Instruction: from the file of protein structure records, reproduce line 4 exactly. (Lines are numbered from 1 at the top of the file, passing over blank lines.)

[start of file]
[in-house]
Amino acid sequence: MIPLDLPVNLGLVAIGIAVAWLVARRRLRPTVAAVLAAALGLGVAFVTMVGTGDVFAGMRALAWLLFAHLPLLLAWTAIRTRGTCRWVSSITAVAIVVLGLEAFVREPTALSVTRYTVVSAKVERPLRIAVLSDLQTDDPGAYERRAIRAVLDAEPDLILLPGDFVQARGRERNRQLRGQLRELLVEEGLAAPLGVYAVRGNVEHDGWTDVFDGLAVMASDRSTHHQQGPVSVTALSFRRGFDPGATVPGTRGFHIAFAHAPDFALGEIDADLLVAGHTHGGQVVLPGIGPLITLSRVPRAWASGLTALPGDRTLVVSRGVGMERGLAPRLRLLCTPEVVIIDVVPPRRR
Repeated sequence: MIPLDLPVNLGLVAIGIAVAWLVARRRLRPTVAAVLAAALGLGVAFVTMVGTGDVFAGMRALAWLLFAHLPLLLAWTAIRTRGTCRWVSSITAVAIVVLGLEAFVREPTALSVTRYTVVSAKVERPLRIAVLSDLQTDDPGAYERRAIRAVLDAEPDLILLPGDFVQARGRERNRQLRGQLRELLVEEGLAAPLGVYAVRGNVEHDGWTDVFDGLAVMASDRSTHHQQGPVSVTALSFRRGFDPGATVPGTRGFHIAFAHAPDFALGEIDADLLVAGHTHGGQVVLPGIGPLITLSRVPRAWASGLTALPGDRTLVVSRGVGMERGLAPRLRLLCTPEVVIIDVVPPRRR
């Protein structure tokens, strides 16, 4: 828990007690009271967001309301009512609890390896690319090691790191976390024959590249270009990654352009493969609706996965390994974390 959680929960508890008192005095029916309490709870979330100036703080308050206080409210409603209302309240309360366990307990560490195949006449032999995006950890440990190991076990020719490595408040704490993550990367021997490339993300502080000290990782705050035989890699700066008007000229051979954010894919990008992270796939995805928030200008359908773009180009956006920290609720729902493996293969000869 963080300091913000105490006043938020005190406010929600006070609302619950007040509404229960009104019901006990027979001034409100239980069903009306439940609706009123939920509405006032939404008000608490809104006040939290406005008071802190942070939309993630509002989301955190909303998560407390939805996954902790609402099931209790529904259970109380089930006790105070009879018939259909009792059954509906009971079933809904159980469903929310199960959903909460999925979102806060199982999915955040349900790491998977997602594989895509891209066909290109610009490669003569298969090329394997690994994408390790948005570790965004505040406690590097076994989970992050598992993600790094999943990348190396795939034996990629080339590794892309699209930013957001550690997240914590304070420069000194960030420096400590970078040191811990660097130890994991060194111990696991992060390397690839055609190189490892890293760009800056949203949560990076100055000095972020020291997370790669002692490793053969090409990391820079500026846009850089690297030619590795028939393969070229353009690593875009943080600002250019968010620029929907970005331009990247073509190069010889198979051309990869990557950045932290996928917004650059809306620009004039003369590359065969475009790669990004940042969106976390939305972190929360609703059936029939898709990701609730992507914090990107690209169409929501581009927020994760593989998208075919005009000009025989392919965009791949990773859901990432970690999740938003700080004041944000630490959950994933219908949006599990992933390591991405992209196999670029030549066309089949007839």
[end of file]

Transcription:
């Protein structure tokens, strides 16, 4: 828990007690009271967001309301009512609890390896690319090691790191976390024959590249270009990654352009493969609706996965390994974390 959680929960508890008192005095029916309490709870979330100036703080308050206080409210409603209302309240309360366990307990560490195949006449032999995006950890440990190991076990020719490595408040704490993550990367021997490339993300502080000290990782705050035989890699700066008007000229051979954010894919990008992270796939995805928030200008359908773009180009956006920290609720729902493996293969000869 963080300091913000105490006043938020005190406010929600006070609302619950007040509404229960009104019901006990027979001034409100239980069903009306439940609706009123939920509405006032939404008000608490809104006040939290406005008071802190942070939309993630509002989301955190909303998560407390939805996954902790609402099931209790529904259970109380089930006790105070009879018939259909009792059954509906009971079933809904159980469903929310199960959903909460999925979102806060199982999915955040349900790491998977997602594989895509891209066909290109610009490669003569298969090329394997690994994408390790948005570790965004505040406690590097076994989970992050598992993600790094999943990348190396795939034996990629080339590794892309699209930013957001550690997240914590304070420069000194960030420096400590970078040191811990660097130890994991060194111990696991992060390397690839055609190189490892890293760009800056949203949560990076100055000095972020020291997370790669002692490793053969090409990391820079500026846009850089690297030619590795028939393969070229353009690593875009943080600002250019968010620029929907970005331009990247073509190069010889198979051309990869990557950045932290996928917004650059809306620009004039003369590359065969475009790669990004940042969106976390939305972190929360609703059936029939898709990701609730992507914090990107690209169409929501581009927020994760593989998208075919005009000009025989392919965009791949990773859901990432970690999740938003700080004041944000630490959950994933219908949006599990992933390591991405992209196999670029030549066309089949007839």